smooth leaves no purchase

It’s  natural to want to put out a smooth exterior. I like to appear that I have things under control. Usually I do, don’t I? Except for that one thing. 

And that other thing. 

Until it’s obvious that I am out of control and things are not smooth. Which is about where I am at now. My hair hasn’t fallen out because of chemo yet, but it’s coming. I can’t hide it. 

Being vulnerable feels like a insult following the injury. It’s hard enough to keep it together in these hard times, why do I have to explain to everyone why I’m falling apart? 

Brene Brown writes about the power of vulnerability. She’s doing quite well talking about it. She has a lot of books about it. I’m kinda seeing where she’s right.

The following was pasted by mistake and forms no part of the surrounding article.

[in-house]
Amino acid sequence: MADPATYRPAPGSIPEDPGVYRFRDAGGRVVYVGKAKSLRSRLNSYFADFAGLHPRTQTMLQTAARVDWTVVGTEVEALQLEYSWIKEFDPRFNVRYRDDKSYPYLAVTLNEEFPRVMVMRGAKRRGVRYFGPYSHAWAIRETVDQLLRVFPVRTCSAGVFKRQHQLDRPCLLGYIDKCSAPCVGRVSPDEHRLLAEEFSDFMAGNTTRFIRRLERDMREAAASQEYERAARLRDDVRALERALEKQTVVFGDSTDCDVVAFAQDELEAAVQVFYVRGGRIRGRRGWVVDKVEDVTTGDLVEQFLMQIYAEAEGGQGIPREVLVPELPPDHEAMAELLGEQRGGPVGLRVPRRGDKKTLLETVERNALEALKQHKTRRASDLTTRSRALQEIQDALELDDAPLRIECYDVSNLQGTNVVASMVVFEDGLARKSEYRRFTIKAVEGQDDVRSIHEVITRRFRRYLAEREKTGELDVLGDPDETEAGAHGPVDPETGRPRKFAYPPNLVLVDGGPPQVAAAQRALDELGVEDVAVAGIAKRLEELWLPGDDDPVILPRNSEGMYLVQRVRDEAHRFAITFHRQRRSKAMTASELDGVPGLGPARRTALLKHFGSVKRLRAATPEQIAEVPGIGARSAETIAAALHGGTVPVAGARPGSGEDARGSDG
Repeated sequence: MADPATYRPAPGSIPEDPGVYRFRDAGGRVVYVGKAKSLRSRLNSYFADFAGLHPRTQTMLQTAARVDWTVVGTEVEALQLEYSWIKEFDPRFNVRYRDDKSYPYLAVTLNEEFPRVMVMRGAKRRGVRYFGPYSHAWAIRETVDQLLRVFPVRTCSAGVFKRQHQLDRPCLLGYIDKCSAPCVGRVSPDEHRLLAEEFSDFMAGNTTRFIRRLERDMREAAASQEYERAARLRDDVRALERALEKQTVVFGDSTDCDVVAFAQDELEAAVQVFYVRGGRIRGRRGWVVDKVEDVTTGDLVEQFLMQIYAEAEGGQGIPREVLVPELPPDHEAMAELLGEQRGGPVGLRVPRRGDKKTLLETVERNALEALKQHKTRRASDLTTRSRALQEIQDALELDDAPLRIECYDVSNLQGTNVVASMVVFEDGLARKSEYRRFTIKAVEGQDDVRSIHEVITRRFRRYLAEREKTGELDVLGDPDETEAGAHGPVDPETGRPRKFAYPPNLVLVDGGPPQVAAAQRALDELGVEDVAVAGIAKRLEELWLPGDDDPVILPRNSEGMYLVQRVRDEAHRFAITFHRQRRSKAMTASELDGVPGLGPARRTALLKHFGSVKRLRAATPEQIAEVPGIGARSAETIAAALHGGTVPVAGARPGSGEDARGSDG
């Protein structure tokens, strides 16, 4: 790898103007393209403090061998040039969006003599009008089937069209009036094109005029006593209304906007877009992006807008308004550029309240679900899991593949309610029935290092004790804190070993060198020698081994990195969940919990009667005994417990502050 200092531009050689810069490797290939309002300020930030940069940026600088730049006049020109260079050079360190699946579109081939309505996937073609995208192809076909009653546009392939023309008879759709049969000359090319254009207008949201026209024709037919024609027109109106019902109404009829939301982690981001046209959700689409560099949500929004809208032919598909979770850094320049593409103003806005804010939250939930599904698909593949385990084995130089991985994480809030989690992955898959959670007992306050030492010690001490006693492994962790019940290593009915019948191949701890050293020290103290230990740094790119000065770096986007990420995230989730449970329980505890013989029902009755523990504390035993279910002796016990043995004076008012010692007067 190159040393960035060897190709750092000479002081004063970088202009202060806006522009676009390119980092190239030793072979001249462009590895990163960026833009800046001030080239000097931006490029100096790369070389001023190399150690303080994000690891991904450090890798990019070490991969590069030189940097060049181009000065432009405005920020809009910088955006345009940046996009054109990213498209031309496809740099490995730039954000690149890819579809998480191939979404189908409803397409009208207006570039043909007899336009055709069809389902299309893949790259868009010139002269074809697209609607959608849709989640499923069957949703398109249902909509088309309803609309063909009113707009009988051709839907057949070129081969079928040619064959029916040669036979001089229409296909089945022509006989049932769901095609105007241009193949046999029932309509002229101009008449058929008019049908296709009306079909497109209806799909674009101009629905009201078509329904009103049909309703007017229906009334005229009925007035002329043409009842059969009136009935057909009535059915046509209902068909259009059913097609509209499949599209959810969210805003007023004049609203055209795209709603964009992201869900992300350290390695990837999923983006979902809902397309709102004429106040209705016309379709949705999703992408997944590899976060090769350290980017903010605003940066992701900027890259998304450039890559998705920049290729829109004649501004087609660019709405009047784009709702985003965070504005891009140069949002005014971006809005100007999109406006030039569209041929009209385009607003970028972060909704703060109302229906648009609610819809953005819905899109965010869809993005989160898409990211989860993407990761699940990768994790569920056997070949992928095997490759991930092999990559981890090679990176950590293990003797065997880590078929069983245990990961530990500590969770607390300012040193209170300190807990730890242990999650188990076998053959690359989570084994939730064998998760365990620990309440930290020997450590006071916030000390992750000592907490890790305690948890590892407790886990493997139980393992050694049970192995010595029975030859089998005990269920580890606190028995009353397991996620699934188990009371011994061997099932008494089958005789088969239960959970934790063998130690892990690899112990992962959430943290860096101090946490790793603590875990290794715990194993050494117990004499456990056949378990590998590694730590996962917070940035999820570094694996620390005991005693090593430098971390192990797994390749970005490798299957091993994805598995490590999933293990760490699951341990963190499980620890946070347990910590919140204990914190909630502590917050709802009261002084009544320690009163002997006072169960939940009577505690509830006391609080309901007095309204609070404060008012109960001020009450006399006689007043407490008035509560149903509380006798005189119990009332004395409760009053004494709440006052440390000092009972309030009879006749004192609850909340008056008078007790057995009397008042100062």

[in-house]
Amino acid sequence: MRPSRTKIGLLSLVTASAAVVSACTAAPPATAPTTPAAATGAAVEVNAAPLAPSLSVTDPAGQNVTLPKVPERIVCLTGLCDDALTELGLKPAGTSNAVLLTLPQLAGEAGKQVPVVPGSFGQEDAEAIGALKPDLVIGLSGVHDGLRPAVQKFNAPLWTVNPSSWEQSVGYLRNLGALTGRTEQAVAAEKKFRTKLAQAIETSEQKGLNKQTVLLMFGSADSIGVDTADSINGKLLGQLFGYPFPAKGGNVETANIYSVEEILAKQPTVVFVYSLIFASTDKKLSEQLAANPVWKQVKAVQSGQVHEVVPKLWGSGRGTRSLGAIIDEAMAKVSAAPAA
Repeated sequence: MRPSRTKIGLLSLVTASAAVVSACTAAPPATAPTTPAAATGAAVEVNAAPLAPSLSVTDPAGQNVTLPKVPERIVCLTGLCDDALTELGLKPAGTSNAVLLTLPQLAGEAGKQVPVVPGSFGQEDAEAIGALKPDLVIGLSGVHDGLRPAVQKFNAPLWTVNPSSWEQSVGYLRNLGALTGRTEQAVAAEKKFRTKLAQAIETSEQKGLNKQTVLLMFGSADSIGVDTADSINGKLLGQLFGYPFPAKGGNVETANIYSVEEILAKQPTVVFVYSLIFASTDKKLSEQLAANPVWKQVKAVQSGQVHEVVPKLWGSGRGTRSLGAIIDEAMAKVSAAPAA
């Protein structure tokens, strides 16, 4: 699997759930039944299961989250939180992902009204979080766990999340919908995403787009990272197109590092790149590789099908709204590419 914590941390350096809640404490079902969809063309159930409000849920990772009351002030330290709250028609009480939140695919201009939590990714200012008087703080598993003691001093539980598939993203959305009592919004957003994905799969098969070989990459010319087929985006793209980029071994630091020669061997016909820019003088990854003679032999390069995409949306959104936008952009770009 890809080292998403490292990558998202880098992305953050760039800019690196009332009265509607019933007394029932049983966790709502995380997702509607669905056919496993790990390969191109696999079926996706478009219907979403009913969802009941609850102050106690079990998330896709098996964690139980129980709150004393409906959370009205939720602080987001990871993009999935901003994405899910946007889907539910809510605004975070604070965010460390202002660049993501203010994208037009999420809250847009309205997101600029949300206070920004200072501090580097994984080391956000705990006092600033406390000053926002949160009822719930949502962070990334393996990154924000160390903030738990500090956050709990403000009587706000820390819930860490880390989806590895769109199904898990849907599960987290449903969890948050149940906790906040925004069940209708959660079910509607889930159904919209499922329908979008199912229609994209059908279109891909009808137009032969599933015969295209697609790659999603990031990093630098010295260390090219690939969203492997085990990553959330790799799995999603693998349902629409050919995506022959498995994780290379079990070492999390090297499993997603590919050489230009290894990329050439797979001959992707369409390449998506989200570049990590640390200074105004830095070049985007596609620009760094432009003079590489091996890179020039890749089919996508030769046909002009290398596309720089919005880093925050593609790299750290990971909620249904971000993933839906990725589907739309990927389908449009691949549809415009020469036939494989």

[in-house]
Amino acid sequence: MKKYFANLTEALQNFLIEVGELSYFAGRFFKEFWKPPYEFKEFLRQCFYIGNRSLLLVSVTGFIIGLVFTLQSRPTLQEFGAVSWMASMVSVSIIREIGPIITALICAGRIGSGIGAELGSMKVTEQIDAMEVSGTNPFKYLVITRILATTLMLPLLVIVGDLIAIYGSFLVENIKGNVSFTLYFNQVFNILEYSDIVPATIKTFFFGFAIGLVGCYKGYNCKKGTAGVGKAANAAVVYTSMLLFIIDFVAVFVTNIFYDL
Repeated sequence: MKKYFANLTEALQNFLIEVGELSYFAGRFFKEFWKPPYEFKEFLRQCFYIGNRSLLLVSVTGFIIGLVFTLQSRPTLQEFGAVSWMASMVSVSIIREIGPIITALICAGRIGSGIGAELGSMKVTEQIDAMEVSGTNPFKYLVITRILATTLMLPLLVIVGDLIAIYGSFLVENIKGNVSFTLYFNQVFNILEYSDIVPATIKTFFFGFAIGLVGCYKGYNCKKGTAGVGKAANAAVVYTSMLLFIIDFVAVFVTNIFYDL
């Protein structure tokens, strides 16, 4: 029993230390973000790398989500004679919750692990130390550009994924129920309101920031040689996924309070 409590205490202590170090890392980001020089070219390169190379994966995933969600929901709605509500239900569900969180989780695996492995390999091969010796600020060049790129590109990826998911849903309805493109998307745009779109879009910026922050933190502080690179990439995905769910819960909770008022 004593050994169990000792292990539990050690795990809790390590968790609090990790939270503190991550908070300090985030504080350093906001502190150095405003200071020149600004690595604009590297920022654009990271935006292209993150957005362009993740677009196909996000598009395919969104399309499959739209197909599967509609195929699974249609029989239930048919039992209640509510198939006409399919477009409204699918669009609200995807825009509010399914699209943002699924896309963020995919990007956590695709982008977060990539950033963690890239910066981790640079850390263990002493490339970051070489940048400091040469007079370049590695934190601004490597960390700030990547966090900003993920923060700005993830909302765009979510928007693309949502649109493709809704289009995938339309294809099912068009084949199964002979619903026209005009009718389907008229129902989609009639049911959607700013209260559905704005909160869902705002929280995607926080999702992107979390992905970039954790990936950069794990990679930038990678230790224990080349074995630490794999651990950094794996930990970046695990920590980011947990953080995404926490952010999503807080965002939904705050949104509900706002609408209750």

It turns out that acting like I’m fine is really boring. When I put it out there that I’m in a struggle, facing some stuff, people have been kind. I suppose there are some people who will stay away, but the people who I barely knew who step up and held me out have been surprising. 

Being the person who needs nothing leaves others out. Smooth exteriors are too slick. There are no rough edges to hang out to.  

Asking for help, as it turns out, creates a connection. 

Connection is very valuable. These relationships are what makes life enjoyable and precious. 

When I’m feeling vulnerable, it’s easy to want to hide and cover it up. But in a counterintuitive reality, showing up with my true stories brings me what I was afraid to ask for. I didn’t expect it, but I’m so grateful. 

Maybe it wasn’t insult to my injury after all. It gives me hope to look for more silver linings. 


It’s not paranoia if they are really out to get you

Head of the dojo was teaching the class and wanted us to think:

“You love hitting the heavy bag, don’t you? It feels good to get that impactBut I started the class asking you to shadow box. Which do you think is harder?”